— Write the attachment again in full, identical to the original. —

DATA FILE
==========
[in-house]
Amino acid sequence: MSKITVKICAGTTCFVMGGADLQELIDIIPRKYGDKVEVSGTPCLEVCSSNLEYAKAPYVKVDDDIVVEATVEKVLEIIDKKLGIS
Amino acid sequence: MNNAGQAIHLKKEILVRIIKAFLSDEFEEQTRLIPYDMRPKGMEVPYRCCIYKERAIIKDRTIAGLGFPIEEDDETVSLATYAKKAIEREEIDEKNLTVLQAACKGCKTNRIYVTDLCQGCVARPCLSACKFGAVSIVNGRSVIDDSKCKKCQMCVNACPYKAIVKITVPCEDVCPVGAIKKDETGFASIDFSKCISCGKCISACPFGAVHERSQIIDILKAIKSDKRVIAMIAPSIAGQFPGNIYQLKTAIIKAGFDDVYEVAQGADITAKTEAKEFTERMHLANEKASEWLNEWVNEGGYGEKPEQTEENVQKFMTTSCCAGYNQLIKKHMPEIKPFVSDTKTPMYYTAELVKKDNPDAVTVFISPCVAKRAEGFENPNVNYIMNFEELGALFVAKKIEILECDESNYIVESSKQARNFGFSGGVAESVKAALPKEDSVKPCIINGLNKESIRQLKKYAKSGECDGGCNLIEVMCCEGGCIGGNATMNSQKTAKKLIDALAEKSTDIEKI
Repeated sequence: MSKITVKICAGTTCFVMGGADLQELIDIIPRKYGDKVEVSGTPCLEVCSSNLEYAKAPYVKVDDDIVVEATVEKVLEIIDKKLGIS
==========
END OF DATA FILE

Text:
[in-house]
Amino acid sequence: MSKITVKICAGTTCFVMGGADLQELIDIIPRKYGDKVEVSGTPCLEVCSSNLEYAKAPYVKVDDDIVVEATVEKVLEIIDKKLGIS
Amino acid sequence: MNNAGQAIHLKKEILVRIIKAFLSDEFEEQTRLIPYDMRPKGMEVPYRCCIYKERAIIKDRTIAGLGFPIEEDDETVSLATYAKKAIEREEIDEKNLTVLQAACKGCKTNRIYVTDLCQGCVARPCLSACKFGAVSIVNGRSVIDDSKCKKCQMCVNACPYKAIVKITVPCEDVCPVGAIKKDETGFASIDFSKCISCGKCISACPFGAVHERSQIIDILKAIKSDKRVIAMIAPSIAGQFPGNIYQLKTAIIKAGFDDVYEVAQGADITAKTEAKEFTERMHLANEKASEWLNEWVNEGGYGEKPEQTEENVQKFMTTSCCAGYNQLIKKHMPEIKPFVSDTKTPMYYTAELVKKDNPDAVTVFISPCVAKRAEGFENPNVNYIMNFEELGALFVAKKIEILECDESNYIVESSKQARNFGFSGGVAESVKAALPKEDSVKPCIINGLNKESIRQLKKYAKSGECDGGCNLIEVMCCEGGCIGGNATMNSQKTAKKLIDALAEKSTDIEKI
Repeated sequence: MSKITVKICAGTTCFVMGGADLQELIDIIPRKYGDKVEVSGTPCLEVCSSNLEYAKAPYVKVDDDIVVEATVEKVLEIIDKKLGIS